Mars was doomed to desiccation by its small size, a new study suggests.
Thanks to observations from robotic explorers such as NASA’s Curiosity and Perseverance rovers, scientists know that in the past, liquid water flowed across the Martian surface: the Red Planet was once home to lakes, rivers and streams. , and maybe even a huge ocean that covered much of its northern hemisphere.
But this surface water had all but disappeared around 3.5 billion years ago, lost in space along with much of the Martian atmosphere. This dramatic climate change came after the Red Planet lost its global magnetic field, which had shielded the air of Mars from charged particles from the sun, scientists believe.
Related: The search for water on Mars (photos)
But that immediate cause was underlying a more fundamental driver, according to the new study: Mars is simply too small to hold surface water for the long term.
“The fate of Mars was decided from the start,” study co-author Kun Wang, assistant professor of earth and planetary sciences at Washington University in St. Louis, said in a statement. . “There is probably a threshold on the size requirements of rocky planets to hold enough water to allow habitability and plate tectonics.” This threshold is greater than Mars, scientists believe.
The study team – led by Zhen Tian, ââa graduate student from Wang’s lab – examined 20 Martian meteorites, which they selected to be representative of the overall makeup of the Red Planet. Researchers measured the abundance of various isotopes of potassium in these extraterrestrial rocks, which ranged in age from 200 million years to four billion years. (Isotopes are versions of an element that contain different numbers of neutrons in their atomic nuclei.)
Tian and his colleagues have used potassium, known by the chemical symbol K, as a tracer of more “volatile” elements and compounds, such as water, which changes to the gas phase at relatively low temperatures. They found that Mars lost significantly more volatiles during its formation than Earth, which is about nine times the size of the Red Planet. But Mars has preserved its volatiles better than Earth’s moon and the 329-mile-wide (530-kilometer) asteroid Vesta, both of which are much smaller and drier than the Red Planet.
“The reason for the much lower abundances of volatile elements and their compounds in differentiated planets than in primitive undifferentiated meteorites is a long-standing question,” said co-author Katharina Lodders, research professor of science in Earth. Earth and Planets at the University of Washington, said in the same statement. (“Differentiated” refers to a cosmic body whose interior has separated into different layers, such as the crust, mantle, and core.)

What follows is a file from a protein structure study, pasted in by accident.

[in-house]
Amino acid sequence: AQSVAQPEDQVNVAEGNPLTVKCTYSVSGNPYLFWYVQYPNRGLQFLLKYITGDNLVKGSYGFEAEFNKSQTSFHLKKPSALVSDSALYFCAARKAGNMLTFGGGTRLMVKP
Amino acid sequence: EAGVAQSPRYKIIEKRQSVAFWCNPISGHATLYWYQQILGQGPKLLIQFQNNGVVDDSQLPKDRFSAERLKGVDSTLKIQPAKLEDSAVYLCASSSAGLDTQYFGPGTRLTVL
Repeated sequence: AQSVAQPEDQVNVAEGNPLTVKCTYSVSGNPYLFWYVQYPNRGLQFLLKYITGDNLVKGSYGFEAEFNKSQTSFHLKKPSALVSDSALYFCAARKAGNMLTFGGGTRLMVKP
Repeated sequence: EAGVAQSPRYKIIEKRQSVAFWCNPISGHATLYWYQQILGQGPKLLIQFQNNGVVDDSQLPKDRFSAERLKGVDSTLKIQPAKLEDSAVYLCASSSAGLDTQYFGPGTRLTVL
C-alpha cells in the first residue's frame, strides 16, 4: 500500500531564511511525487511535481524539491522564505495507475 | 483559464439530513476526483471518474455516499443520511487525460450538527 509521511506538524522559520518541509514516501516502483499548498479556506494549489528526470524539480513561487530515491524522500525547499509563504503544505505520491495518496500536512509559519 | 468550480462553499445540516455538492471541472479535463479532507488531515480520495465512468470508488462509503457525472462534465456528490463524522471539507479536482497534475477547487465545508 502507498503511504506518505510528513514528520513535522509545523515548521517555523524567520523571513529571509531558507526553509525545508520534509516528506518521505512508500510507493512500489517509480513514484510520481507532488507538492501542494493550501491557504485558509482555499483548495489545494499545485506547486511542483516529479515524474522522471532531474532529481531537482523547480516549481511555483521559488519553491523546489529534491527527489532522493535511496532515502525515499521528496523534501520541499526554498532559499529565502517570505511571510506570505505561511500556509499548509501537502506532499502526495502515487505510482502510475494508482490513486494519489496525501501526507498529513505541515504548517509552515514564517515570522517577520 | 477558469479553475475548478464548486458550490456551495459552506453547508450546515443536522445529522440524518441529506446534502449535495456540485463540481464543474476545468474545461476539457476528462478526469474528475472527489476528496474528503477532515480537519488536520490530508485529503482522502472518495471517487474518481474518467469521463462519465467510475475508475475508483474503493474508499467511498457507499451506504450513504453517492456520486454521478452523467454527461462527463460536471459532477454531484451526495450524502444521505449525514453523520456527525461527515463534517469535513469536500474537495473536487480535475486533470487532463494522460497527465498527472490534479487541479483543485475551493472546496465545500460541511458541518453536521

âThe discovery of the correlation of K isotopic compositions with planetary gravity is a new discovery with important quantitative implications for when and how differentiated planets received and lost their birds,â Lodders said.
The new study, which was published online today (September 20) in the journal Proceedings of the National Academies of Sciences, and previous work together suggest that small size is a double whammy for livability. Bantam planets lose a lot of water during their formation, and their global magnetic fields also shut down relatively early, causing the atmosphere to thin. (In contrast, Earth’s global magnetic field is still strong, powered by a dynamo deep within our planet.)
The new work could also have applications beyond our own cosmic backyard, team members said.
“This study points out that there is a very limited size range for planets to have just enough but not too much water to develop a habitable surface environment,” co-author Klaus Mezger, of the Center for Space and the ‘habitability of the University of Bern in Switzerland, said in the same statement. “These results will guide astronomers in their search for habitable exoplanets in other solar systems.”
This “surface environment” disclaimer is important in any discussion of livability. Scientists believe modern Mars still supports potentially vital underground aquifers, for example. And moons like Jupiter’s Europe and Saturn’s Enceladus are home to huge oceans, perhaps essential to life, beneath their ice-covered surfaces.
Mike Wall is the author of “The low“(Grand Central Publishing, 2018; illustrated by Karl Tate), a book about finding alien life. Follow him on Twitter @michaeldwall. Follow us on twitter @Spacedotcom or Facebook.